Despite the fact that it was formulated during the interwar period, this theory is more relevant nowadays than ever. The relative stability of the Romanian Leu during the last 16 years since its redenomination has been based on an economic growth focused more on consumption rather than investments. But the most worrisome part of the current Leu situation is the external debt of the country which has been accumulating at a speedy pace during the last years (126.9 billion Euro as of end-May 2021, as compared to 99.3 billion Euro, the level recorded on 1 December 2018). This is a large macroeconomic imbalance which will not help Leu’s stability. In addition,the financial support of the European Union (EU) is not fully absorbed, and the approval process of the National Plan for Recovery and Resilience (NPRR), under which an amount of 30 billion Euro was allocated for Romania (as grants and loans), does not bode well for a successful implementation. The whole country is required now to undertake efforts to ensure that the Romanians’ money has good purchasing power both internally and abroad. Otherwise, the story and the tumultuous evolution of the Romanian Leu is not yet over.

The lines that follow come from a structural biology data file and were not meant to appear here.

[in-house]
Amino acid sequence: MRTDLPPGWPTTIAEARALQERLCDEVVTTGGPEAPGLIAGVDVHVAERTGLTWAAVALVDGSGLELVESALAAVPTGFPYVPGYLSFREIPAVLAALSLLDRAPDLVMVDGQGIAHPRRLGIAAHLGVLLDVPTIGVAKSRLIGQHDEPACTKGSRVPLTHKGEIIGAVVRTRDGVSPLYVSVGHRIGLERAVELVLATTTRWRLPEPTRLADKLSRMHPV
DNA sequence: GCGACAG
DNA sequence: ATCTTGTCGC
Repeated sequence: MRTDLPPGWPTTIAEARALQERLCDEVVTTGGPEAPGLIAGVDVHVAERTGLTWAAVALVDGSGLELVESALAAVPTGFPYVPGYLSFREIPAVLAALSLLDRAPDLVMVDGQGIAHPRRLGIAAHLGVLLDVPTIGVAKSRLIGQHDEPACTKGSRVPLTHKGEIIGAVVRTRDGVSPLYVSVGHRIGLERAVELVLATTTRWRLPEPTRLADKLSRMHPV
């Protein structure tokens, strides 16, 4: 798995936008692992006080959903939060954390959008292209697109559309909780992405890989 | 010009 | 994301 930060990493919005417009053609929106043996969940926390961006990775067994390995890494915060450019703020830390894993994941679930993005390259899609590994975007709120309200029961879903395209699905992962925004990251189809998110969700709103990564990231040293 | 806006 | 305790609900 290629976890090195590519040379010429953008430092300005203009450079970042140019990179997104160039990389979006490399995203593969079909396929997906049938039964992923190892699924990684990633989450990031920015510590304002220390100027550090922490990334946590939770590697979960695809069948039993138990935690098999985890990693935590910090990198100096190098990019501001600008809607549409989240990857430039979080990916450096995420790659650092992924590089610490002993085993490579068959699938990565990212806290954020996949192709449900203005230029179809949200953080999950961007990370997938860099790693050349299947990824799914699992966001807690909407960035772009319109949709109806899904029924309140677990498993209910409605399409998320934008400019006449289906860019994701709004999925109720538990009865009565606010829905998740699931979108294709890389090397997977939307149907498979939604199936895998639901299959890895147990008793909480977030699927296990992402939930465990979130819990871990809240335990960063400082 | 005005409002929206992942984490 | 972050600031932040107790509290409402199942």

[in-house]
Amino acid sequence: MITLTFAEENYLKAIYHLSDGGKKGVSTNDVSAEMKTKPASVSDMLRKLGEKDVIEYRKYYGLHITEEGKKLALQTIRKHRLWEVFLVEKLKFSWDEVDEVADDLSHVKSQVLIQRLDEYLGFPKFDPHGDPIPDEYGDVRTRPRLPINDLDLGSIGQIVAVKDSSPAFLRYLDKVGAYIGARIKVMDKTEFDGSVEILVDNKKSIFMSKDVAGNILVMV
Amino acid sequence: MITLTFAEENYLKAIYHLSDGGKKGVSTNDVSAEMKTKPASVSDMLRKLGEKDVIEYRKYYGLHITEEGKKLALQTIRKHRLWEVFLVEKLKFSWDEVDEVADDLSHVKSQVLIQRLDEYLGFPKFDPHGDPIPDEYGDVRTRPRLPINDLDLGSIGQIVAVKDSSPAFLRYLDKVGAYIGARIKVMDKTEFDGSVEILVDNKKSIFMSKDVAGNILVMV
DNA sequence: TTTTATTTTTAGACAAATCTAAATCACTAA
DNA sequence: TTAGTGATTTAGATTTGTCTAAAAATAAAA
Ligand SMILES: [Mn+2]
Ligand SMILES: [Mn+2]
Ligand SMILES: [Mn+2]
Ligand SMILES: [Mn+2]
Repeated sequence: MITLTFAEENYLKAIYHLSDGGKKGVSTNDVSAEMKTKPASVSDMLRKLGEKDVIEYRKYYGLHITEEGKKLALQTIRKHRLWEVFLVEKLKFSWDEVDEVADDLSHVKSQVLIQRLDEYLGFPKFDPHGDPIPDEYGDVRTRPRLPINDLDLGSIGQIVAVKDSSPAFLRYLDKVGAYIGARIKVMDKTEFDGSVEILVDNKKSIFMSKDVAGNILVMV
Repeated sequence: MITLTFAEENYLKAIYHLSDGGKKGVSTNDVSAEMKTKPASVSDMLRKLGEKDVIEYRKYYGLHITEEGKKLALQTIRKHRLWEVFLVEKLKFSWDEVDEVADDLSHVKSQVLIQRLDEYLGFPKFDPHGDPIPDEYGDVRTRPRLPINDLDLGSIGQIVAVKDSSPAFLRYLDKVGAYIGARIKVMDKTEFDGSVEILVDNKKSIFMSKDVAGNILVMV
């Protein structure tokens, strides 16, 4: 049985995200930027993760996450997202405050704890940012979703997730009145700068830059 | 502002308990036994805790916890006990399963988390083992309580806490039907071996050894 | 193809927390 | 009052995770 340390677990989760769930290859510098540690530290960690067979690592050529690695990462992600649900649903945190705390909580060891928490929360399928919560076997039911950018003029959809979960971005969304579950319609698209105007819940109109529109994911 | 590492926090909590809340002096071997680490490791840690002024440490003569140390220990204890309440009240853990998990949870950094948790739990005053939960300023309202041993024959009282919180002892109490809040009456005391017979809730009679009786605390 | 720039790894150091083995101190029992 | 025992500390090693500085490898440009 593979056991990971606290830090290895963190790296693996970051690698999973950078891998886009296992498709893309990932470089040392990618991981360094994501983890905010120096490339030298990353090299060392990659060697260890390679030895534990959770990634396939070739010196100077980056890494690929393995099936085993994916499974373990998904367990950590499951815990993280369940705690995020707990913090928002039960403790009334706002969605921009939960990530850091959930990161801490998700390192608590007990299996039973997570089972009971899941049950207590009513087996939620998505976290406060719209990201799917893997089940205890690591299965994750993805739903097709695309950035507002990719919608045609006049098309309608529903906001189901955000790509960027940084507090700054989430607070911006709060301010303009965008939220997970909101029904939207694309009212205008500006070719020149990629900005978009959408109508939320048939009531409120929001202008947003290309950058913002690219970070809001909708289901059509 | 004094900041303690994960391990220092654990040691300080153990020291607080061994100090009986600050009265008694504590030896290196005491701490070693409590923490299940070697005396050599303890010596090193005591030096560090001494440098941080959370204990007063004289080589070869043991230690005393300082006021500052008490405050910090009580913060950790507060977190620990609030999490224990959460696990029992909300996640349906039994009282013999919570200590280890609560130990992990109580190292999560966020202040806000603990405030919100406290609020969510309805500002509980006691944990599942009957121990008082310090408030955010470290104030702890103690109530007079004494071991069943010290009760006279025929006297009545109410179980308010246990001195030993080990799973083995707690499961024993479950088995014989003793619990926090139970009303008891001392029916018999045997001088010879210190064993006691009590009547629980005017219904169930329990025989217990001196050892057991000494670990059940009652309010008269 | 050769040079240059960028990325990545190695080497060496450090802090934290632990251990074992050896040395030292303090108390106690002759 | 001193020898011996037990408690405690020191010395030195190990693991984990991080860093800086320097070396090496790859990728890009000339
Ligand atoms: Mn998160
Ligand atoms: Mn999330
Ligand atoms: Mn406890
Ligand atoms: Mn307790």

On the other side, the Moldovan leu has existed under difficult conditions from its very beginnings. It is very likely that this environment will continue (even with a reducing intensity due to the external support), but this currency has already "learned" to survive, a skill that will be further required. After all the problems brought in during 2020-2021 by the Covid-19 pandemic and after the recent political and constitutional blockage, the new political openings predicted by the Parliamentary elections on 11 July 2021 and the external support of the developed states and of the international financial organisations could be an extraordinary chance for the favourable evolution of this currency, with the image of Stefan the Great and Saint as the national symbol.■

 

Comentarii [3]

Comentariu
  • 20.08.2021 01:59:49 Stivan
    For some peaple this story is very intresting.
  • 31.08.2021 10:15:13 Authors
    Many thanks Stivan!
  • 02.09.2021 02:50:34